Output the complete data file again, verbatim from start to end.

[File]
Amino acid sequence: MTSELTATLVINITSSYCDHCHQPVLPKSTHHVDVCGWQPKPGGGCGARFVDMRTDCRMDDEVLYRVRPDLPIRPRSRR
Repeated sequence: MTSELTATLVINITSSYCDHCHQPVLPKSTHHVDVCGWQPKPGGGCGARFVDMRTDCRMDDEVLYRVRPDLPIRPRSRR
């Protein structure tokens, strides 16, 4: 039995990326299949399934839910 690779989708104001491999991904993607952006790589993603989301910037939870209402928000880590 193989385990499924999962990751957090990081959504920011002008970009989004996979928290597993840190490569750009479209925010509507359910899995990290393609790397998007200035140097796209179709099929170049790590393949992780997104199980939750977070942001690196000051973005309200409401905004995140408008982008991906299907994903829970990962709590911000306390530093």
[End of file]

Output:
Amino acid sequence: MTSELTATLVINITSSYCDHCHQPVLPKSTHHVDVCGWQPKPGGGCGARFVDMRTDCRMDDEVLYRVRPDLPIRPRSRR
Repeated sequence: MTSELTATLVINITSSYCDHCHQPVLPKSTHHVDVCGWQPKPGGGCGARFVDMRTDCRMDDEVLYRVRPDLPIRPRSRR
């Protein structure tokens, strides 16, 4: 039995990326299949399934839910 690779989708104001491999991904993607952006790589993603989301910037939870209402928000880590 193989385990499924999962990751957090990081959504920011002008970009989004996979928290597993840190490569750009479209925010509507359910899995990290393609790397998007200035140097796209179709099929170049790590393949992780997104199980939750977070942001690196000051973005309200409401905004995140408008982008991906299907994903829970990962709590911000306390530093």